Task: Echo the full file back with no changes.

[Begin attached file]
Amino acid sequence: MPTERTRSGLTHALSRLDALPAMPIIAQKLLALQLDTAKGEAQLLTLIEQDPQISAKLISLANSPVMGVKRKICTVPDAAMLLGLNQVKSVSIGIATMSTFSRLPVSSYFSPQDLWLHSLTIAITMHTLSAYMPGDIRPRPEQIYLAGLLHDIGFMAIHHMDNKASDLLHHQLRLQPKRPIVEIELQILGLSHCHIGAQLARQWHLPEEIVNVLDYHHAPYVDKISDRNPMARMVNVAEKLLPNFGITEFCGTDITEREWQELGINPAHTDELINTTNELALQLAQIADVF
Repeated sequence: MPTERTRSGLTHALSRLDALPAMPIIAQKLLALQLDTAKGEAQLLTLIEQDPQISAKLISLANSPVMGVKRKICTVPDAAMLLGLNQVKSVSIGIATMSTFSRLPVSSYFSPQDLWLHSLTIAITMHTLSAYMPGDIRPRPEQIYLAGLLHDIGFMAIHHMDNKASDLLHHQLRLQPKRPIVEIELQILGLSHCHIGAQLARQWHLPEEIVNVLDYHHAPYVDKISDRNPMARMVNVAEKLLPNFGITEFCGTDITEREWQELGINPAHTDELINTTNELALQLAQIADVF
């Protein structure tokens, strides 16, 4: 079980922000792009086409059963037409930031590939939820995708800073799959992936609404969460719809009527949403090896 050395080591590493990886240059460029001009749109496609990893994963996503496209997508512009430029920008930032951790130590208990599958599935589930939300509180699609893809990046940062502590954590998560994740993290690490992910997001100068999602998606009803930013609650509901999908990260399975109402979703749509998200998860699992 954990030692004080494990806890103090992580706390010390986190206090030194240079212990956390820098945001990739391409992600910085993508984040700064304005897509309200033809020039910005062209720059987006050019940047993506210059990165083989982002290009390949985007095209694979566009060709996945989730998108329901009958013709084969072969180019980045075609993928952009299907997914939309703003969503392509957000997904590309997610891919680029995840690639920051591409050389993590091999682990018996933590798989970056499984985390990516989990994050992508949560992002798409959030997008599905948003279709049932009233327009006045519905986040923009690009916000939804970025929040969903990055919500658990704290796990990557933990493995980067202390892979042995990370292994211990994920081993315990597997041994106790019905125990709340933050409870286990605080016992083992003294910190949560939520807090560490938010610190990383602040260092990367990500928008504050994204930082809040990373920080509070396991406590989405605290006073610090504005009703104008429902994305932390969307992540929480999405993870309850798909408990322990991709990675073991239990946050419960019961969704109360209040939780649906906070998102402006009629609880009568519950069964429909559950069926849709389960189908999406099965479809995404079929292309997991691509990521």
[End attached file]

Amino acid sequence: MPTERTRSGLTHALSRLDALPAMPIIAQKLLALQLDTAKGEAQLLTLIEQDPQISAKLISLANSPVMGVKRKICTVPDAAMLLGLNQVKSVSIGIATMSTFSRLPVSSYFSPQDLWLHSLTIAITMHTLSAYMPGDIRPRPEQIYLAGLLHDIGFMAIHHMDNKASDLLHHQLRLQPKRPIVEIELQILGLSHCHIGAQLARQWHLPEEIVNVLDYHHAPYVDKISDRNPMARMVNVAEKLLPNFGITEFCGTDITEREWQELGINPAHTDELINTTNELALQLAQIADVF
Repeated sequence: MPTERTRSGLTHALSRLDALPAMPIIAQKLLALQLDTAKGEAQLLTLIEQDPQISAKLISLANSPVMGVKRKICTVPDAAMLLGLNQVKSVSIGIATMSTFSRLPVSSYFSPQDLWLHSLTIAITMHTLSAYMPGDIRPRPEQIYLAGLLHDIGFMAIHHMDNKASDLLHHQLRLQPKRPIVEIELQILGLSHCHIGAQLARQWHLPEEIVNVLDYHHAPYVDKISDRNPMARMVNVAEKLLPNFGITEFCGTDITEREWQELGINPAHTDELINTTNELALQLAQIADVF
């Protein structure tokens, strides 16, 4: 079980922000792009086409059963037409930031590939939820995708800073799959992936609404969460719809009527949403090896 050395080591590493990886240059460029001009749109496609990893994963996503496209997508512009430029920008930032951790130590208990599958599935589930939300509180699609893809990046940062502590954590998560994740993290690490992910997001100068999602998606009803930013609650509901999908990260399975109402979703749509998200998860699992 954990030692004080494990806890103090992580706390010390986190206090030194240079212990956390820098945001990739391409992600910085993508984040700064304005897509309200033809020039910005062209720059987006050019940047993506210059990165083989982002290009390949985007095209694979566009060709996945989730998108329901009958013709084969072969180019980045075609993928952009299907997914939309703003969503392509957000997904590309997610891919680029995840690639920051591409050389993590091999682990018996933590798989970056499984985390990516989990994050992508949560992002798409959030997008599905948003279709049932009233327009006045519905986040923009690009916000939804970025929040969903990055919500658990704290796990990557933990493995980067202390892979042995990370292994211990994920081993315990597997041994106790019905125990709340933050409870286990605080016992083992003294910190949560939520807090560490938010610190990383602040260092990367990500928008504050994204930082809040990373920080509070396991406590989405605290006073610090504005009703104008429902994305932390969307992540929480999405993870309850798909408990322990991709990675073991239990946050419960019961969704109360209040939780649906906070998102402006009629609880009568519950069964429909559950069926849709389960189908999406099965479809995404079929292309997991691509990521």